Monday, September 29, 2008

Dazed and confused

Saturday, August 30

I stay overnight at the hospital and am released Saturday late morning, feeling not too bad. I think it’s the drugs. I had this notion that I’d still be able to go to the annual tomato tasting that my gardening friends (the Tomatoettes) and I have every fall, dragging Deanna along with me as chauffeur and honorary Tomatoette, but that’s out in Naperville and it’s a bit too far to go considering that I’d probably be good for about half an hour. So of course we instead decide to go to Taste of Polonia. Yes, Polish Fest. Did I mention the drugs?

Luckily Deanna thinks this is a great idea too (note: Deanna = no drugs, me = on drugs), so off we go. And the pierogies, potato pancakes, and polish sausage are definitely worth it, until the drunken Saturday night crowd starts showing up causing me to cradle my bad arm in its sling and start glaring at people. My Polish is limited to saying things like “the beets are lying fallow” or “sour cream, tasty!” so that doesn’t really seem to do much. Deanna and I decide we might as well leave, because after the pierogies, everything else is redundant anyway.

The next week is a haze of fuzziness. My sanity is saved by the coterie of Chicago Tri Club folks who’ve been organized by Bridget to come by every morning and evening to take Kona for a walk or run. Seriously, they’re amazing. And they bring dinner too, until I wind up with a frig full of food and tell folks it’s not necessary anymore. I’m humbled by their generosity.

Well, as humble as I can be, anyway, given my state of near perfection.

Wednesday, September 10

Today’s a dufecta day, with an appointment with Dr. Jeruss in the morning, one with Dr. MerkHottie in the afternoon, and time to kill in between. After hearing from Dr. Jeruss that everything is healing fine, I go to Water Tower for lunch, then find myself really really tired, as usual. Unbeknownst to me until that day, there’s a lounging area on the first floor of Water Tower, amidst the fancy-schmancy boutique shops selling really expensive crap. About 8 or so comfy chairs set up around a couple of tables – there are a few people there when I sit down and close my eyes, just to rest them for a little while. Then I promptly fall asleep. No really, I do. At the mall. When I open my eyes to see that no one else is sitting there any longer, but that the security guards are looking a bit indecisive, I decide to head back to the Galter Center to wait for my next appointment – I figure, that place is crawling with sickly people, and it’s expected that they’ll (we’ll) doze off at a moment’s notice.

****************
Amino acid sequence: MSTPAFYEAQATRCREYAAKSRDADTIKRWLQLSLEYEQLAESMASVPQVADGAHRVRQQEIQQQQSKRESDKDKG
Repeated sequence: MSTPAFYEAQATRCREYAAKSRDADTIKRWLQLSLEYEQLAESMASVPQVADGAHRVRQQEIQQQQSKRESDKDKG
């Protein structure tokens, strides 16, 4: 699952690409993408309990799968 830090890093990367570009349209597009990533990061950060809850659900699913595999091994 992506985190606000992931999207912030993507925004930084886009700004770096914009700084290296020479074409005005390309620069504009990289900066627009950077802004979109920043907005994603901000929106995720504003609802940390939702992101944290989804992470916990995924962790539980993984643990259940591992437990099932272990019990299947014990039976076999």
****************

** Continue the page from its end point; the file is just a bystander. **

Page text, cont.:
The rest of the week I attempt to highly caffeinate myself so that I can GSD (Get Shit Done), but to no avail, as I just keep sleeping the days away. Great. My friends do give me helpful advice however. To wit: that the tiredness is just a result of my “not working out,” and I just need to get out there and exercise. Get on a spin bike! Walk briskly! A light jog! I try to explain that I’ve felt that kind of “tired” that one gets when one is a lazy slug in the off-season with little incentive to get off the couch – and that’s not the kind of tired that makes one fall asleep at the mall. Nevertheless, one evening I decide that I’m just going to “act the part”, i.e wake up the next morning and pretend I feel fine, that everything’s normal. Maybe it IS just all in my head. Maybe the dizziness, headaches, exhaustion, lack of short-term memory, inability to concentrate – maybe that IS all just me being lazy.

The next morning: I swig down 3 cups of (non-black) coffee, and manage to make it to 2PM. With great effort. At which point I’m so exhausted I zonk out immediately for several hours. So much for that idea.

In the meantime, IMMOO was this previous weekend and I went up to volunteer and cheer on m fellow Tri Clubbers doing the race, including Deanna and Jillian. I head up there on Friday loaded down with Deanna’s favorite foods: gummy lifesavers, Doritos, pie. She somehow thinks I’m trying to sabotage her, rather than seeing this as my attempt to help her carbload properly. I’m incredibly hurt. I buy her another pie at the Saturday farmer’s market there, hoping to smooth things over, but again she looks askance at my peace offering. Shrug. I’m sure she’ll see things differently when she finds the pie in her Special Needs bag and a block of cheese in her bento box – I can’t see why she’d need the Powergels that were in there anyway.

Deanna and I also have a revelatory conversation at this time about my cancer.